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John Deere Tractors Discussion Forum
Show Parts for Model:

Fuel question

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jimwa

10-31-2012 20:48:21
50.125.93.230



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Mr thinker recommended using number 1 diesel to clean out the diesel tractors that don"t get enough work. I went to purchase number 1 diesel and they took it from a kerosene tank. They said heating oil # 1, kerosene and diesel # 1 are all the same. Then they said I shouldn"t use straight #1 but mix it with #2.
What do you think?




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DEEREMEYER1

11-02-2012 09:11:49
71.8.242.10



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 Re: Fuel question in reply to jimwa, 10-31-2012 20:48:21  
#1 is a ligher, thinner fuel with lower energy content and really isn't recommended for use except in very cold conditions. There are plenty of diesel fuel additives that will give you the results you're looking for simply by adding them to #2 fuel.



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PopinJohn

11-01-2012 18:28:07
24.168.43.43



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 Re: Fuel question in reply to jimwa, 10-31-2012 20:48:21  
Depends on the climate, hot vs cold. I remember reading that "winterized" #2 Diesel is blended with #1 for use below freezing temperatures. #2 Diesel will gel in cold weather. I don't see anything wrong with Mr. Thinkers suggestion in the context he provided.



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nlastovi

10-31-2012 21:45:11
67.208.179.138



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 Re: Fuel question in reply to jimwa, 10-31-2012 20:48:21  
According to BP:

http://www.fuelcertification.com/docs/fuel-composition/Distillate_Fuel_Classifications.pdf

Grade No. 1-D and kerosene are very similar in their

physical characteristics although different in their

specifications. Therefore, sometimes their names

are used interchangeably by customers. The

specification for 1-D fuels is based on the fuelís ability

to perform in a diesel engine as opposed to the

specification for 1-K fuels, which is based on heating

appliance applications. 1-D and 1-K have different

specifications, but because they are so similar, one

fuel is often made to meet both 1-D and 1-K

specifications. Check with your BP, Amoco or Arco

supplier to determine if 1-K can be substituted with 1-

D. The biggest difference between 1-K and 1-D is in

their end use, the application of road taxes, and

maximum sulfur content levels.

The grade 2-D (also called #2 or No. 2 diesel fuel) is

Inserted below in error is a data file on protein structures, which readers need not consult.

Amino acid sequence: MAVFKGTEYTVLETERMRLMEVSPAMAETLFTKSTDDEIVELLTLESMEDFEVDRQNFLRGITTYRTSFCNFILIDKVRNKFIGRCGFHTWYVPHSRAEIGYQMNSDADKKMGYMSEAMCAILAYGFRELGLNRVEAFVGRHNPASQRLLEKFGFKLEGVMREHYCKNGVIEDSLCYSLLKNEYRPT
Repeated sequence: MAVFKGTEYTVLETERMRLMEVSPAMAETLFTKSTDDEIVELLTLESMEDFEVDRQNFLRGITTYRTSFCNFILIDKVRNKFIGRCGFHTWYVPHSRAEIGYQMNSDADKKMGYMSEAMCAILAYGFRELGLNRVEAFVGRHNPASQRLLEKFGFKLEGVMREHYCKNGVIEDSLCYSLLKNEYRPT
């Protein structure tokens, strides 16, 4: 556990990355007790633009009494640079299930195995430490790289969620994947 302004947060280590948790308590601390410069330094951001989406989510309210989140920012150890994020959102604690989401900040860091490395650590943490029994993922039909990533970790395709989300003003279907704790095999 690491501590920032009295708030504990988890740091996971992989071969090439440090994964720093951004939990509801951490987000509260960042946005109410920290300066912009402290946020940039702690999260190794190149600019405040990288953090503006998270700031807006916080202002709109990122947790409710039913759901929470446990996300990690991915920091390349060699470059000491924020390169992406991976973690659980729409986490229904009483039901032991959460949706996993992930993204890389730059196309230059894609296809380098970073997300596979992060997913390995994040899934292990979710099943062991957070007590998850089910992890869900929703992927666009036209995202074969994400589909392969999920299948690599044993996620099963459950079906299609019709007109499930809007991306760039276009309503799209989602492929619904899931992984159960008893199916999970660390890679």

designed for use in heavy duty trucks, construction

equipment, farm equipment, diesel passenger cars,

etc. Most diesel engines are designed to burn 2-D

fuel. Itís a "heavier" fuel than 1-D (lower API gravity

than 1-D) and it has higher BTU/gallons (more

miles/gallon and more power). No. 2 diesel fuel from

Arco, BP, and Amoco is an economic 40-cetane

minimum, high BTU, ASTM No. 2 grade diesel fuel.

For further information on BP fuels, contact:

BP Quality & Technical Service

Phone: 1-800-841-5255

BP Naperville Complex

150 West Warrenville Road

Naperville, Illinois 60563-8460

Website: www.bp.com

4/01

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leon

11-01-2012 07:46:40
173.27.205.97



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 Re: Fuel question in reply to nlastovi, 10-31-2012 21:45:11  
So, discuss some about your thought on using No. 2 Diesel with cold weather additives versus using straight No. 1 Diesel - I'm thinking of when the temp's drop well below freezing, say down to -20F.



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wijim

11-01-2012 16:42:59
166.182.3.73



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 Re: Fuel question in reply to leon, 11-01-2012 07:46:40  
Around here we blend 30% NO 1 TO 70% NO 2 for winter. Jim



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donjr

10-31-2012 21:07:46
72.71.183.60



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 Re: Fuel question in reply to jimwa, 10-31-2012 20:48:21  
#1 or kerosene is good for winter fuel, but it won't get the work out that #2 will. It will help clean the injectors, as will many of the additives on the market. But #2 is the preferred fuel.



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